The SS United States is a gigantic—and still useful—piece of American history that is just weeks away from the scrapyard, warn the owners of the legendary passenger liner. The huge ship, which was considered an amazing technological achievement when it was launched in 1952, is owned by a preservationist group that says it will have "no choice but to negotiate the sale of the ship to a responsible recycler" unless a buyer or donor can start covering the cost of maintenance and mooring, which runs to a hefty $60,000 a month, the New York Times reports. The ship, which set a trans-Atlantic speed record on its maiden voyage that has never been beaten, is now at a Philadelphia dock, reports NPR, which calls the vessel "a symbol of America's postwar strength and pride."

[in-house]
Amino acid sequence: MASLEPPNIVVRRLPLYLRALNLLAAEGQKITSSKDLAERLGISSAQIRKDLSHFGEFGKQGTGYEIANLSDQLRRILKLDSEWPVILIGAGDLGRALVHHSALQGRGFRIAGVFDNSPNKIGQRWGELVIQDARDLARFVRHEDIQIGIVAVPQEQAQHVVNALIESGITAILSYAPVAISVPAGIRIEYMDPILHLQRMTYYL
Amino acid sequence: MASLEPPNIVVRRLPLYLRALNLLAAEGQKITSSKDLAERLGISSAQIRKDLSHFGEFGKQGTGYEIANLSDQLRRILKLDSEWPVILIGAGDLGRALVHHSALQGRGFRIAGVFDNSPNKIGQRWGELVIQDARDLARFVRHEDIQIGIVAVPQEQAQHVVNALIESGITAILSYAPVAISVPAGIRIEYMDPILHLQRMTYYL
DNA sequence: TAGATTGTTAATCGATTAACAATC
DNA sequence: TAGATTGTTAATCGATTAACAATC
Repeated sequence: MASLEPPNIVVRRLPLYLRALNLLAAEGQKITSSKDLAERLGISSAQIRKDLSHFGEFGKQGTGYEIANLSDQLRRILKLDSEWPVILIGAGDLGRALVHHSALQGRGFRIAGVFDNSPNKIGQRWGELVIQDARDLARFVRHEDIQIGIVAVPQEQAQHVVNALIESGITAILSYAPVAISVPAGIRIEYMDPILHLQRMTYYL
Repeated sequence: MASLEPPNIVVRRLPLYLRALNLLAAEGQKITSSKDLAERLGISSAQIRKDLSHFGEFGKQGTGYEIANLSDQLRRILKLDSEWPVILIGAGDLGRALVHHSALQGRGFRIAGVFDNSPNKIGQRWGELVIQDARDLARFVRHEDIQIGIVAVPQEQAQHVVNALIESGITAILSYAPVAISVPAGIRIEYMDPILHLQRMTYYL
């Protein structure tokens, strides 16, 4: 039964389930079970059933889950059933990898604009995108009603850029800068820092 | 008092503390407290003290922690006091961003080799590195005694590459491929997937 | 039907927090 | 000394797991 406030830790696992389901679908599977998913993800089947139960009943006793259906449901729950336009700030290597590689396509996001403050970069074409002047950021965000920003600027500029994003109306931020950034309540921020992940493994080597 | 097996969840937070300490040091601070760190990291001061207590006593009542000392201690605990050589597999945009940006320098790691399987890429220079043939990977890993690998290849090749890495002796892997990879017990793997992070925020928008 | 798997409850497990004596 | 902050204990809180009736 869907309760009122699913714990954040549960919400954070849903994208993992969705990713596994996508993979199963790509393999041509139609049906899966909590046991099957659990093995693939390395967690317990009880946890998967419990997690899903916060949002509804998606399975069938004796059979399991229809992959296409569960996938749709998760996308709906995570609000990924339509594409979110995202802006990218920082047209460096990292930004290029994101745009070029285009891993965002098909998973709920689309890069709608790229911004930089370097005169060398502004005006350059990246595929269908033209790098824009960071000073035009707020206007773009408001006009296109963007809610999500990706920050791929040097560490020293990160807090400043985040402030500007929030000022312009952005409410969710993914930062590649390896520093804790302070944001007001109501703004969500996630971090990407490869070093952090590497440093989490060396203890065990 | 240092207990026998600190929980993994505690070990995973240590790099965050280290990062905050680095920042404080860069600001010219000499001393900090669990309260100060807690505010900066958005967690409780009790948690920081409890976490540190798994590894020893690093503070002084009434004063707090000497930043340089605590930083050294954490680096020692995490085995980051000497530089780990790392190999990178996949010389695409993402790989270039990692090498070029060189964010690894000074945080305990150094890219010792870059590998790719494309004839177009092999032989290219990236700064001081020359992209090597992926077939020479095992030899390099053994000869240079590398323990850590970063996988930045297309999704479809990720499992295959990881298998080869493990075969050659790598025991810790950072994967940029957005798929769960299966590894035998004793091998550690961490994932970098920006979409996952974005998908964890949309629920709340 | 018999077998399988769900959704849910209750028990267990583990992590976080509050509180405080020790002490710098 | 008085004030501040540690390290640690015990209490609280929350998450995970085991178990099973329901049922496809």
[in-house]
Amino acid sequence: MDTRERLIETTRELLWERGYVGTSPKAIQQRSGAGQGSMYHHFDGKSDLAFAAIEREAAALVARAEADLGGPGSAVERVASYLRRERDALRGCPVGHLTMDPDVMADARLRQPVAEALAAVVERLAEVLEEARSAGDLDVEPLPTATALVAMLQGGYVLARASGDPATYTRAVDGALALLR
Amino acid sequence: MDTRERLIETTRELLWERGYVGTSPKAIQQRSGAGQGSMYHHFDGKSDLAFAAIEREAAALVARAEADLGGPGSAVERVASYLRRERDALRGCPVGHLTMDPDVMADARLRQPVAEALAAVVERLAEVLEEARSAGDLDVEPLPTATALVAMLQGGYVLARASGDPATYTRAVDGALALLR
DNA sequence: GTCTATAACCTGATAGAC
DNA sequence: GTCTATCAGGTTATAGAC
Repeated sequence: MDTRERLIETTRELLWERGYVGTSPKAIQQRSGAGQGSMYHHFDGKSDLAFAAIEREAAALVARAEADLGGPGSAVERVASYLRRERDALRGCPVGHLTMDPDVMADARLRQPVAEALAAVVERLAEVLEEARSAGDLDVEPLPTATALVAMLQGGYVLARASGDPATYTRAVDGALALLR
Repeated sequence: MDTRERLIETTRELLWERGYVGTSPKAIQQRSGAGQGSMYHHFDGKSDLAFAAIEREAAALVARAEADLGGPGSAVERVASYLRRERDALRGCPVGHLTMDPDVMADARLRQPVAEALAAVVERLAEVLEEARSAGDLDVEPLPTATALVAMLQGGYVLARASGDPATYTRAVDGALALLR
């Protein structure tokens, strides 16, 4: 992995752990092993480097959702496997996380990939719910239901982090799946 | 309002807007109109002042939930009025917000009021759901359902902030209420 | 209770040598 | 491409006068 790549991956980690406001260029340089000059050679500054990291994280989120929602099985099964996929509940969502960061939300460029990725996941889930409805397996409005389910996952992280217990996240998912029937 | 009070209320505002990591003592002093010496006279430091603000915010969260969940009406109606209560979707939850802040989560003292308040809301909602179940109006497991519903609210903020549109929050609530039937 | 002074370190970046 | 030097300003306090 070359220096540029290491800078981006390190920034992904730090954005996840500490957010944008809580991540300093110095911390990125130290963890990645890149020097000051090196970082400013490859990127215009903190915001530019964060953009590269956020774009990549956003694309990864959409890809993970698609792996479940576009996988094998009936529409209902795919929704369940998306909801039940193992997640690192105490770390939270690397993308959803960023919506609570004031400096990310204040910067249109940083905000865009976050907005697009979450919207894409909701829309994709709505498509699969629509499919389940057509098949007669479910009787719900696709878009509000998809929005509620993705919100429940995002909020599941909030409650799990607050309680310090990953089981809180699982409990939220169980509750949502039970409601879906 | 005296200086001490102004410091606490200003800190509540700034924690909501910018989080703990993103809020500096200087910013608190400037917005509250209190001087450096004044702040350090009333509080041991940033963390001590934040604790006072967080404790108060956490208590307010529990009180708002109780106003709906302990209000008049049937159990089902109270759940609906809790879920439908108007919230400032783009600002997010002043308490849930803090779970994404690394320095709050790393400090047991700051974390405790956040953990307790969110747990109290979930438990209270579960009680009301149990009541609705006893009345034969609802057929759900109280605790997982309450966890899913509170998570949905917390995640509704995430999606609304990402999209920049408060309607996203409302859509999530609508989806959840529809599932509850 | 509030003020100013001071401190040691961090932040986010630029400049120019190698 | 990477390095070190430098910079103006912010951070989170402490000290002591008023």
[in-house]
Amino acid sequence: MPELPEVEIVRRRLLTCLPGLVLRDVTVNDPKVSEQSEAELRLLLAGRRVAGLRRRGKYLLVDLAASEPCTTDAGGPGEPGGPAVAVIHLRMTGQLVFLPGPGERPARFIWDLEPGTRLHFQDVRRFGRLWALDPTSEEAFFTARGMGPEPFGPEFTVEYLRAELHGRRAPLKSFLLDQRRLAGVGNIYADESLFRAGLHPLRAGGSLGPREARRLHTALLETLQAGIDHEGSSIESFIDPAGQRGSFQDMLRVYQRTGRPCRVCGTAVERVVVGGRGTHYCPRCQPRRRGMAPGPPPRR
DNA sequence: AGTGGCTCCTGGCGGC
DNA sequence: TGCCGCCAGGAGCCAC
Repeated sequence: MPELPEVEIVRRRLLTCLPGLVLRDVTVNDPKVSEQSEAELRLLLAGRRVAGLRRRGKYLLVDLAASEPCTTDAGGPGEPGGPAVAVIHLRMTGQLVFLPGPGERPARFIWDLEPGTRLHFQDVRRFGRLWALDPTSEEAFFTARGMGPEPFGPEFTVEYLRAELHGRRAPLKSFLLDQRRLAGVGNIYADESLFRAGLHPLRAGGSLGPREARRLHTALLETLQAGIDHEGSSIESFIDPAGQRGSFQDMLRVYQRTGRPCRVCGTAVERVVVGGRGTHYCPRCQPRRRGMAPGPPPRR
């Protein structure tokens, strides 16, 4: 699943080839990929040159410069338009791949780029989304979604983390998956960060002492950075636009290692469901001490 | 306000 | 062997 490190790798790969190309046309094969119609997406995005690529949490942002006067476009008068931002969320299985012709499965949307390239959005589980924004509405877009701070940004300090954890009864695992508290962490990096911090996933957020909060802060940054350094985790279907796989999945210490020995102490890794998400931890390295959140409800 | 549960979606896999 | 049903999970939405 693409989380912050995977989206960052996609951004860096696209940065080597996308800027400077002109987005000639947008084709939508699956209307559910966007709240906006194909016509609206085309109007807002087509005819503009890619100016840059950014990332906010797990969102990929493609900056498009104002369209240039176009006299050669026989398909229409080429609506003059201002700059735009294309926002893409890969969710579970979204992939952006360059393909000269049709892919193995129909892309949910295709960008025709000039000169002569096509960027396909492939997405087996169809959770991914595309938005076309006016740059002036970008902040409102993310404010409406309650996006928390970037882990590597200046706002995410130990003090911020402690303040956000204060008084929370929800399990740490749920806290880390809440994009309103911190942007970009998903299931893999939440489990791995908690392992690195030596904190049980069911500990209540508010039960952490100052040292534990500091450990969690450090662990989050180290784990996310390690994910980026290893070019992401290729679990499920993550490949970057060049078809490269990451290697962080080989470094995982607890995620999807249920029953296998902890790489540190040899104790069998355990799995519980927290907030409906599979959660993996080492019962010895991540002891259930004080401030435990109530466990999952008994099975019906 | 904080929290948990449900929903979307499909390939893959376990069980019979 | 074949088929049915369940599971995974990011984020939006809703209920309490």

The scrapyard would be a sad fate for the ship, but "we're not crying wolf," the conservancy's director tells the Philadelphia Inquirer. "We've reached a point at which we are compelled to explore this 'negative outcome'" unless something changes before Oct. 31, she says. The firm that designed the 990-foot ship says it has come up with ideas for reuse including turning it into a hotel and spa or using it to house a tech company and its servers, reports the Times, which notes that when the SS United States was built, it was designed to quickly convert into a troopship capable of carrying 15,000 and its propellers were kept a state secret. (The ship involved in the CIA's "strangest mission of the Cold War" is going to be scrapped at an undisclosed location.)